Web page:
Bitcoin and ETFs
Yesterday (20 Oct 2021), the impossible had happened. Bitcoin ETF by ProShares (aka “BITO” ticker)was approved by the SEC under the mutual fund rules, which requires funds to provide investor protection.
On its debut, the ETF recorded the second-best performance in terms of volume traded, touching ~ US$ 1B.
Is the hype justified, though?
Firstly, let’s define quickly what an ETF is. An ETF is an exchange-traded fund, which means that units of funds traded to/from an asset management company can now trade on an exchange just like any other company share. ETFs have gained popularity because of their lean cost structure, with low expense ratios (typically < 1%), attracting significant investor capital.
So why create an ETF for Bitcoin when you could purchase the Bitcoin itself?
BITO is a Bitcoin Futures ETF?
Futures are financial derivative contracts that allow investors to speculate or hedge on the future prices of an underlying asset.
BITO is traded in the New York Stock Exchange (NYSE). Although the interest in this product is genuine, there are some palpable limitations, which may not be immediately felt as necessary:
- no physical redemption
- not traded 24/7 (although an alternative trading platform called Blue Ocean is bridging this gap)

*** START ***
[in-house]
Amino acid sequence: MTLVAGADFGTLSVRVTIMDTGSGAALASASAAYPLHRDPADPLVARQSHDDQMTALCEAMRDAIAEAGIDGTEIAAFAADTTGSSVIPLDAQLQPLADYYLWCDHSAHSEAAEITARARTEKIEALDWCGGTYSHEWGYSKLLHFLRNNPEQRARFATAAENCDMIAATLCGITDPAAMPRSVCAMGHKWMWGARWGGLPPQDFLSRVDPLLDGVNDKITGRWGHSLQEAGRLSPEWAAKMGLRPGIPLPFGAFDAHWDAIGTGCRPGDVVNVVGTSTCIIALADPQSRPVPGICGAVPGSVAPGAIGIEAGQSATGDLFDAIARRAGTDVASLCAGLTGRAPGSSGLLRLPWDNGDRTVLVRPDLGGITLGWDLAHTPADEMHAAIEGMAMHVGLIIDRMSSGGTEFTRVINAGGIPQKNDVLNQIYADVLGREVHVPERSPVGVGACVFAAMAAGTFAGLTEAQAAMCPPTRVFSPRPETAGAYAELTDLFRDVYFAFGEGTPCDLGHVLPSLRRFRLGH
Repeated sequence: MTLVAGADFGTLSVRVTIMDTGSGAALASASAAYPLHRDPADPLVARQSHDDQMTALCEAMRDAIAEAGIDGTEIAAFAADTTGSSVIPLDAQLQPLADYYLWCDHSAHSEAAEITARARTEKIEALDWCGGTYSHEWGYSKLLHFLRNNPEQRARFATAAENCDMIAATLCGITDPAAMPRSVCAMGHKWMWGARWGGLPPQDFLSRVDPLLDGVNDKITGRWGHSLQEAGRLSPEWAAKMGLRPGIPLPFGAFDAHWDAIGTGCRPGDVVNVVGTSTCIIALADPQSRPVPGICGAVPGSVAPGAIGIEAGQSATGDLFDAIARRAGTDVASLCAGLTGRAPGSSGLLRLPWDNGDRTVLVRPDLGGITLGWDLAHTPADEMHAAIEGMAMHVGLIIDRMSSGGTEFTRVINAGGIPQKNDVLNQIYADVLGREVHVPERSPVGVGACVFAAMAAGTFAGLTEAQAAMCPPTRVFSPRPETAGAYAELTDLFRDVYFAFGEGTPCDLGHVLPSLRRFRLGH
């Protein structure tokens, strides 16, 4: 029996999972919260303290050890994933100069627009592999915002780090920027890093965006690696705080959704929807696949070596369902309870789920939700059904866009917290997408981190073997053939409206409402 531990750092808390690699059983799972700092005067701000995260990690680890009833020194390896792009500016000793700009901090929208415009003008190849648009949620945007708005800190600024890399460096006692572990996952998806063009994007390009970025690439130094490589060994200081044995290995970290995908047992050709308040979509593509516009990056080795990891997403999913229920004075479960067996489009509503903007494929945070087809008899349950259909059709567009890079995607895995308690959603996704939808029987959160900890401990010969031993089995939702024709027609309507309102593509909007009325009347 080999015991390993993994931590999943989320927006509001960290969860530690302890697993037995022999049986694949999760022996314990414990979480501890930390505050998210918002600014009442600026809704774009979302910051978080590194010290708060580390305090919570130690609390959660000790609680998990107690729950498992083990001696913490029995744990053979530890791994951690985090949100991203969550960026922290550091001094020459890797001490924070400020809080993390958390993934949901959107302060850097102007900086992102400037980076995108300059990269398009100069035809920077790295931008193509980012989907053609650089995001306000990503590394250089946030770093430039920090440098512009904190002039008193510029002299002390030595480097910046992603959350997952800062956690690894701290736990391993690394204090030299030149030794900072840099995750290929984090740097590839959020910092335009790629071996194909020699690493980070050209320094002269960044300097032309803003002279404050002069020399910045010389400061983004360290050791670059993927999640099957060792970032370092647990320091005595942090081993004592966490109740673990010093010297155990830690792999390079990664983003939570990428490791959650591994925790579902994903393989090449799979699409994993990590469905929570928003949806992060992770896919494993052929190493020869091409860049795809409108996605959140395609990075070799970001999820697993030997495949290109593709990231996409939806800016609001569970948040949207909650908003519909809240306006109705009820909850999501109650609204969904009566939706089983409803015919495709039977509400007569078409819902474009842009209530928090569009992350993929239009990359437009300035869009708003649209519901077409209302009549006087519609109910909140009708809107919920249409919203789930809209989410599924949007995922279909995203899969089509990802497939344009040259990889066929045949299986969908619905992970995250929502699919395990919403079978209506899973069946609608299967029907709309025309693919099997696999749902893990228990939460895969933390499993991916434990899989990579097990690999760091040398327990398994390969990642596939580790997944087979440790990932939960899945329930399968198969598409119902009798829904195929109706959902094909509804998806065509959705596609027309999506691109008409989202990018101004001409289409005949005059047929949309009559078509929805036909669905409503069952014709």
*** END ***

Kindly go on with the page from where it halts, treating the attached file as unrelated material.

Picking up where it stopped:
- not custodial
- not collateralized with real Bitcoin
The ETF is essentially providing exposure to an asset that represents freedom from institutional go-betweens, yet, the hype has obfuscated the urgent need to have assets traded globally and across time zones without stops.
By purchasing this ETF through brokers, not only do investors abandon the idea of managing their finances by self-custodising, but they wouldn’t be able even if they wanted to: futures are not collateralized with Bitcoin. Futures are usually meant to be cash-settled as the primary purpose is to either hedge other positions (most of the time) or speculate.
Several projects in DeFi are tokenizing funds and listing them on decentralized exchanges, creating what are known as decentralized traded funds.
DEXTF is one of these protocols that provide portfolio tokenization capabilities. XTF2s (all fund tickers’ heading starting with this acronym) are collateralized with tokens, redeemable for the same tokens, and most importantly traded 24/7 because decentralized exchanges don’t take rest days.
Additionally, creating XTF2 is a permissionless operation, quickly done in a matter of seconds through the dApp. The platform has recently pushed the rebalancing module (read “The Power of Rebalancing”), enabling funds to be dynamic rather than maintain their fixed allocations.
- physical redemption
- traded 24/7
- collateralized with real assets
Investors can create carbon-neutral strategies and tokenize funds by pairing $MCO2 (tokenized carbon offsets) to your favorite tokens.
A first iteration is the green bitcoin.